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RESET-ting Professional Development: Fostering Mid-career K-8 Teachers' Identities and Actions as Culturally Responsive Science and Engineering Educators

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This qualitative, design-based research study explored the design, implementation, and outcomes of a professional development for mid-career K-8 science and engineering teachers. The Responsive and Empowering Science and Engineering Teacher (RESET) professional development was designed to support teachers in developing

This qualitative, design-based research study explored the design, implementation, and outcomes of a professional development for mid-career K-8 science and engineering teachers. The Responsive and Empowering Science and Engineering Teacher (RESET) professional development was designed to support teachers in developing role identities as culturally responsive teachers, change agents disrupting inequitable educational practices, and advocates of students’ equitable access to and participation in science and engineering disciplines. Four mid-career K-8 teachers participated in RESET, which was embedded in a five-week summer program focused on solar energy engineering. The teachers engaged in activities designed to increase their knowledge of and pedagogical strategies for culturally responsive teaching. After each key event, teachers reflected on their experiences in terms of their role identities, including their purposes and goals, self-perceptions, beliefs, and perceived action possibilities for that role. Teachers also engaged in critical discussions examining how the strategies and practices might contribute to more equitable science and engineering practices. An embedded case study design was used, with RESET as the focal case and the four teachers as embedded cases, to examine teachers’ experiences during RESET and actions during the school year. I analyzed teacher surveys, semi-structured interviews, written reflections, audio recordings of the critical discussions, and researcher memos from during RESET and school year observations to determine the influence of RESET on teachers’ role identity development and actions. I also analyzed a series of conjecture maps created to detail the design and adaptations of RESET to explore the extent to which RESET’s targeted enactment processes and outcomes had been achieved and design and process conjectures had been supported. Findings varied across participants, with all four participants at least somewhat achieving the targeted outcomes, indicating that all of the teachers’ role identities were influenced by RESET. Three of four teachers translated their learning into actions as culturally responsive science and engineering teachers during the school year. In terms of RESET’s design, several of the conjectures were supported or partially supported. Implications for the second iteration of RESET and for the general scholarship on professional development for mid-career K-8 science and engineering teachers are discussed.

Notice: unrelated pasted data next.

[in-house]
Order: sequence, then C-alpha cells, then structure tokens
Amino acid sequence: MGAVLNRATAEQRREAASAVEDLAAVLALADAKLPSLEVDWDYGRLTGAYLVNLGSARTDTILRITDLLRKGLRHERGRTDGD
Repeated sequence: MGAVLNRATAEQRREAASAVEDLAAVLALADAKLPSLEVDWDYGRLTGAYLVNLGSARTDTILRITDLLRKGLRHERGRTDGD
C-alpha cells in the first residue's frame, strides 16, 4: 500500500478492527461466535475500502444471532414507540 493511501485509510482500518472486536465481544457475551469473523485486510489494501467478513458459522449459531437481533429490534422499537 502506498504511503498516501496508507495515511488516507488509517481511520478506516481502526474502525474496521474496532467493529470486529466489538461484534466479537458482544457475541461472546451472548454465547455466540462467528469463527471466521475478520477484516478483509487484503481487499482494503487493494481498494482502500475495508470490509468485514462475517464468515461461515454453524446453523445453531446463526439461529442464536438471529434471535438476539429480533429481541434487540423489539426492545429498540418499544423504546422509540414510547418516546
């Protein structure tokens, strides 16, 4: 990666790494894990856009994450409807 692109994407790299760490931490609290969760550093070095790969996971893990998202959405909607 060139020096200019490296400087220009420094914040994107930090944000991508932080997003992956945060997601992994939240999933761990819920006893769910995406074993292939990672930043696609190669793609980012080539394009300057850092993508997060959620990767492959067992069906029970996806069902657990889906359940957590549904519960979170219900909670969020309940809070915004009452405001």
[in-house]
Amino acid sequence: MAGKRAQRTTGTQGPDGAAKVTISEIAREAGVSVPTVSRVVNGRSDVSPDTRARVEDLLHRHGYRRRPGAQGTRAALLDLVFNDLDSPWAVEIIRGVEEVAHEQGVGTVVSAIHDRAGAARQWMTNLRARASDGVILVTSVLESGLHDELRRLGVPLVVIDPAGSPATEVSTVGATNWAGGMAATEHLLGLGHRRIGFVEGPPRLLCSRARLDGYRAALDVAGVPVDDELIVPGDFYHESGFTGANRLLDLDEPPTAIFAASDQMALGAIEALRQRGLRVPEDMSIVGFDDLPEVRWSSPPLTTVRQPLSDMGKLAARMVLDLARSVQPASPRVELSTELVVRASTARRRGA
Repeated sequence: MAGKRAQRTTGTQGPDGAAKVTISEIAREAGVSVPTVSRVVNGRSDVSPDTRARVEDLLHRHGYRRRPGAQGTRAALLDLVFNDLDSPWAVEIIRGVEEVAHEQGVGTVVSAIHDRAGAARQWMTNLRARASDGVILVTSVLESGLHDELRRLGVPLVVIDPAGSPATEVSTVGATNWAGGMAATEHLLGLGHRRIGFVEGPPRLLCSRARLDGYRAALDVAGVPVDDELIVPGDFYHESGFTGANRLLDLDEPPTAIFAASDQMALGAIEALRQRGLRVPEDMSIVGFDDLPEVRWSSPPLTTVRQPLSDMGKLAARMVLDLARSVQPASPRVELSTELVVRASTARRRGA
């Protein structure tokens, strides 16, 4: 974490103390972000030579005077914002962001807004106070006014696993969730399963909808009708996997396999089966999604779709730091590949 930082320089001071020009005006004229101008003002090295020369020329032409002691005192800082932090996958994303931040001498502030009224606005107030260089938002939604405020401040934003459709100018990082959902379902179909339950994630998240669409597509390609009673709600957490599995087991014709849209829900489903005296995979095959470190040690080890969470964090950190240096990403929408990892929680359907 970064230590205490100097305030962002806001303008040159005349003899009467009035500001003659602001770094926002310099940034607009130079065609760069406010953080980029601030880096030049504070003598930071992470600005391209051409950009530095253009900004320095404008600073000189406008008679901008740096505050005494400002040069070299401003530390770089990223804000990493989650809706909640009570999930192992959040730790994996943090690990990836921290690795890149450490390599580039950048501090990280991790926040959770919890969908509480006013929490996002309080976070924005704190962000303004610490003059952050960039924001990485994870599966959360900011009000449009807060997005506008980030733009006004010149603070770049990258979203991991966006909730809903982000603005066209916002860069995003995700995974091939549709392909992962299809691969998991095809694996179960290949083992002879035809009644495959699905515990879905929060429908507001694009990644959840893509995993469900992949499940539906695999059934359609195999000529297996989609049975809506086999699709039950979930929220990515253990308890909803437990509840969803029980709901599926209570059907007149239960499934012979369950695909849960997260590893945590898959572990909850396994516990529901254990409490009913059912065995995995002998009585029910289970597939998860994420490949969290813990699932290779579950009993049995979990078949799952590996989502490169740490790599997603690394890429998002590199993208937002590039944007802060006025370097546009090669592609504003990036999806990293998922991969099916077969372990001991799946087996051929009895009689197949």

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2021

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Increasing Student Engagement and Student Voice Through Collaborative Reflection

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In this study, the current literature regarding student engagement and student voice were reviewed to explore the connection between these two classroom elements. Currently, frequently incorporating student voice in order to increase student engagement most commonly takes place at

In this study, the current literature regarding student engagement and student voice were reviewed to explore the connection between these two classroom elements. Currently, frequently incorporating student voice in order to increase student engagement most commonly takes place at the high school and university levels. Thus, utilizing Finn’s (1989) participation-identification theory, this study set out to implement a practical design intervention in an elementary classroom to increase student engagement through the incorporation of student voice. Using Design-Based Research, I implemented a collaborative reflection process which allowed students, teacher/researcher, and co-educators to provide feedback on classroom task and participant structures. The feedback was then considered for further iterations of the task and participant structures. This was a pilot study of the collaborative reflection process and was implemented in a fourth-grade math classroom with 26 participants. Along with participating in the collaborative reflection process, the student participants also took a 26 question Learner Empowerment Measure to survey their feelings of identity with the classroom before and after the design intervention. After analyzing audio data gathered during the classroom tasks, as well as student feedback, it was found that student participation did increase due to the design intervention. However, there was no measurable difference in students’ feelings of identity with the classroom due to the collaborative reflection process. Future studies should consider implementing the collaborative reflection process in multiple classrooms across diverse activities during the school year.

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2019